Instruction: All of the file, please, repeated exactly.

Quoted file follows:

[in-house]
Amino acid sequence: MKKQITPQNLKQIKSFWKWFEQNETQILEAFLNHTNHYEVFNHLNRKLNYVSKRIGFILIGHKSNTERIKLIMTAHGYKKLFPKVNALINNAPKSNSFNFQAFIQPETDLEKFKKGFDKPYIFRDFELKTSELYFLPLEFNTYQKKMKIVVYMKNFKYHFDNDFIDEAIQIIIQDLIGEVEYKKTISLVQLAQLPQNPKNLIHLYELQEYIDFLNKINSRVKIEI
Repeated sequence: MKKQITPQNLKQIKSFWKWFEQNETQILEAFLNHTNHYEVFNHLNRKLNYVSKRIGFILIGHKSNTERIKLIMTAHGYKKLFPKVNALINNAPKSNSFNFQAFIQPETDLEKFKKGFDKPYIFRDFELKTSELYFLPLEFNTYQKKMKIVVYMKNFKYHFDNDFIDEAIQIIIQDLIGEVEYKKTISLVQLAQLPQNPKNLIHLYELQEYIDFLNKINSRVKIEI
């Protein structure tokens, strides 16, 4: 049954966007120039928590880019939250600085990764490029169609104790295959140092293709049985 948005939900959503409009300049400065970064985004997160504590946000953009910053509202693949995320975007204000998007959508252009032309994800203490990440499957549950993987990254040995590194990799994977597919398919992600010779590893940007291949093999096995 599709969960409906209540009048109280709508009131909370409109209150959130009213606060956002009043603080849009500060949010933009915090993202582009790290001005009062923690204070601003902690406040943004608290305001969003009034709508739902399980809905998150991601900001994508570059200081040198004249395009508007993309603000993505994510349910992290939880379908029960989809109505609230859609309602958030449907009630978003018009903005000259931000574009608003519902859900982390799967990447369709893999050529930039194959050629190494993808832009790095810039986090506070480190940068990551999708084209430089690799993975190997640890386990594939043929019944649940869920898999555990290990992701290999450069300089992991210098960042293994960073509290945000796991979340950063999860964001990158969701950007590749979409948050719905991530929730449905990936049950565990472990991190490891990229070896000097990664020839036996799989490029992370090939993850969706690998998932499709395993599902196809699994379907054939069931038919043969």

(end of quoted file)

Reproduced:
[in-house]
Amino acid sequence: MKKQITPQNLKQIKSFWKWFEQNETQILEAFLNHTNHYEVFNHLNRKLNYVSKRIGFILIGHKSNTERIKLIMTAHGYKKLFPKVNALINNAPKSNSFNFQAFIQPETDLEKFKKGFDKPYIFRDFELKTSELYFLPLEFNTYQKKMKIVVYMKNFKYHFDNDFIDEAIQIIIQDLIGEVEYKKTISLVQLAQLPQNPKNLIHLYELQEYIDFLNKINSRVKIEI
Repeated sequence: MKKQITPQNLKQIKSFWKWFEQNETQILEAFLNHTNHYEVFNHLNRKLNYVSKRIGFILIGHKSNTERIKLIMTAHGYKKLFPKVNALINNAPKSNSFNFQAFIQPETDLEKFKKGFDKPYIFRDFELKTSELYFLPLEFNTYQKKMKIVVYMKNFKYHFDNDFIDEAIQIIIQDLIGEVEYKKTISLVQLAQLPQNPKNLIHLYELQEYIDFLNKINSRVKIEI
């Protein structure tokens, strides 16, 4: 049954966007120039928590880019939250600085990764490029169609104790295959140092293709049985 948005939900959503409009300049400065970064985004997160504590946000953009910053509202693949995320975007204000998007959508252009032309994800203490990440499957549950993987990254040995590194990799994977597919398919992600010779590893940007291949093999096995 599709969960409906209540009048109280709508009131909370409109209150959130009213606060956002009043603080849009500060949010933009915090993202582009790290001005009062923690204070601003902690406040943004608290305001969003009034709508739902399980809905998150991601900001994508570059200081040198004249395009508007993309603000993505994510349910992290939880379908029960989809109505609230859609309602958030449907009630978003018009903005000259931000574009608003519902859900982390799967990447369709893999050529930039194959050629190494993808832009790095810039986090506070480190940068990551999708084209430089690799993975190997640890386990594939043929019944649940869920898999555990290990992701290999450069300089992991210098960042293994960073509290945000796991979340950063999860964001990158969701950007590749979409948050719905991530929730449905990936049950565990472990991190490891990229070896000097990664020839036996799989490029992370090939993850969706690998998932499709395993599902196809699994379907054939069931038919043969």